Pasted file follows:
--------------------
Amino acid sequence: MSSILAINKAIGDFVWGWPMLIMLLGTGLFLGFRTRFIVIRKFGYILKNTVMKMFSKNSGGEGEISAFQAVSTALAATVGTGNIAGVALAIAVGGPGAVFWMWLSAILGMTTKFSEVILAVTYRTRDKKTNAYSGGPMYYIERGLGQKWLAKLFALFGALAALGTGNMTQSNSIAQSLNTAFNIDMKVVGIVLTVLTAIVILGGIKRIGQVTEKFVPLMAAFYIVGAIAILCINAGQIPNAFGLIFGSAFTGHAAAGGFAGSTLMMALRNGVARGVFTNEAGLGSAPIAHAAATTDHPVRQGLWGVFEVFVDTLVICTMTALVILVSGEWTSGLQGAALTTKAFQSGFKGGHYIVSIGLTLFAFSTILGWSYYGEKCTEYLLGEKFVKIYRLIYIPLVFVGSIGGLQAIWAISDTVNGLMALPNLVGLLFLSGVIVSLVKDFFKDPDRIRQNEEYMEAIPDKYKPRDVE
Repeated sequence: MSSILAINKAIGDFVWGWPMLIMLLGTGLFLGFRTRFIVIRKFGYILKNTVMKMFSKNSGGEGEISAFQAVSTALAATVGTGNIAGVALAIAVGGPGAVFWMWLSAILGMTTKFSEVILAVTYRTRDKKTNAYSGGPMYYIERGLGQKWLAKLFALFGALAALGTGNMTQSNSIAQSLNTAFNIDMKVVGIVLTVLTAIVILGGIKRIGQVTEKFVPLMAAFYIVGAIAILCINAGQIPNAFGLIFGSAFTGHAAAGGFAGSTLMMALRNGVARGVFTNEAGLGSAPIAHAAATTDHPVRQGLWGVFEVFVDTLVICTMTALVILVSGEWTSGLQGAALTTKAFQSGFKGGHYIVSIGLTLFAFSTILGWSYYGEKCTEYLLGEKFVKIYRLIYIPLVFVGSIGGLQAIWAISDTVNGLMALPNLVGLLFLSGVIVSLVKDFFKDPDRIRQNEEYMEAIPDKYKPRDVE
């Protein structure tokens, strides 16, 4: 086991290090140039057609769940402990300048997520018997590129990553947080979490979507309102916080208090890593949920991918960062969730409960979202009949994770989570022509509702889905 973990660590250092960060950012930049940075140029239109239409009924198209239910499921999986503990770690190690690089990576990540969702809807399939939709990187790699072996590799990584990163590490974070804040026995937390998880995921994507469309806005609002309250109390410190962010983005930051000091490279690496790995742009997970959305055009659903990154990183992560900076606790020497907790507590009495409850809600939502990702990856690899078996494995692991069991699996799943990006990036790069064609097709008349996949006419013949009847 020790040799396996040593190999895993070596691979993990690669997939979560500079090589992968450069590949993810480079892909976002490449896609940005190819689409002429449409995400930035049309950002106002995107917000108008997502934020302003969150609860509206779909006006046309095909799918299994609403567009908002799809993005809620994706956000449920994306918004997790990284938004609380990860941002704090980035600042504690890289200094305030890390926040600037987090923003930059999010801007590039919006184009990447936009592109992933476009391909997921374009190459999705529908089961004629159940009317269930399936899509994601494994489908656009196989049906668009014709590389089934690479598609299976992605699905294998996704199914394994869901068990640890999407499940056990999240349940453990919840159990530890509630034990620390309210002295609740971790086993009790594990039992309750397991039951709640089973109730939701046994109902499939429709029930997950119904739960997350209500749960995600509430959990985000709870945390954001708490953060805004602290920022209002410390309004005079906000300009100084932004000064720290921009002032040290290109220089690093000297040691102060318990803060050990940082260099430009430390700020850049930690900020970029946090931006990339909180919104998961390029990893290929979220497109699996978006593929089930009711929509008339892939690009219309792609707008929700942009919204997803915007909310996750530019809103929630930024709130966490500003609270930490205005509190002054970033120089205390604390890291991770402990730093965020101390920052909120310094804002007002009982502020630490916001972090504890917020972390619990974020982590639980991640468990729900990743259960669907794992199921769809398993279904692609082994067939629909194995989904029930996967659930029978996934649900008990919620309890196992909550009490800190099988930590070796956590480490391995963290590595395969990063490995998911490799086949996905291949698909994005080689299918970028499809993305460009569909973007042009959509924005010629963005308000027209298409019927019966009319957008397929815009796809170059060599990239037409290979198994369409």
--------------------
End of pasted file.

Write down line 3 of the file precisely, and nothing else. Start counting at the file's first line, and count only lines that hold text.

């Protein structure tokens, strides 16, 4: 086991290090140039057609769940402990300048997520018997590129990553947080979490979507309102916080208090890593949920991918960062969730409960979202009949994770989570022509509702889905 973990660590250092960060950012930049940075140029239109239409009924198209239910499921999986503990770690190690690089990576990540969702809807399939939709990187790699072996590799990584990163590490974070804040026995937390998880995921994507469309806005609002309250109390410190962010983005930051000091490279690496790995742009997970959305055009659903990154990183992560900076606790020497907790507590009495409850809600939502990702990856690899078996494995692991069991699996799943990006990036790069064609097709008349996949006419013949009847 020790040799396996040593190999895993070596691979993990690669997939979560500079090589992968450069590949993810480079892909976002490449896609940005190819689409002429449409995400930035049309950002106002995107917000108008997502934020302003969150609860509206779909006006046309095909799918299994609403567009908002799809993005809620994706956000449920994306918004997790990284938004609380990860941002704090980035600042504690890289200094305030890390926040600037987090923003930059999010801007590039919006184009990447936009592109992933476009391909997921374009190459999705529908089961004629159940009317269930399936899509994601494994489908656009196989049906668009014709590389089934690479598609299976992605699905294998996704199914394994869901068990640890999407499940056990999240349940453990919840159990530890509630034990620390309210002295609740971790086993009790594990039992309750397991039951709640089973109730939701046994109902499939429709029930997950119904739960997350209500749960995600509430959990985000709870945390954001708490953060805004602290920022209002410390309004005079906000300009100084932004000064720290921009002032040290290109220089690093000297040691102060318990803060050990940082260099430009430390700020850049930690900020970029946090931006990339909180919104998961390029990893290929979220497109699996978006593929089930009711929509008339892939690009219309792609707008929700942009919204997803915007909310996750530019809103929630930024709130966490500003609270930490205005509190002054970033120089205390604390890291991770402990730093965020101390920052909120310094804002007002009982502020630490916001972090504890917020972390619990974020982590639980991640468990729900990743259960669907794992199921769809398993279904692609082994067939629909194995989904029930996967659930029978996934649900008990919620309890196992909550009490800190099988930590070796956590480490391995963290590595395969990063490995998911490799086949996905291949698909994005080689299918970028499809993305460009569909973007042009959509924005010629963005308000027209298409019927019966009319957008397929815009796809170059060599990239037409290979198994369409």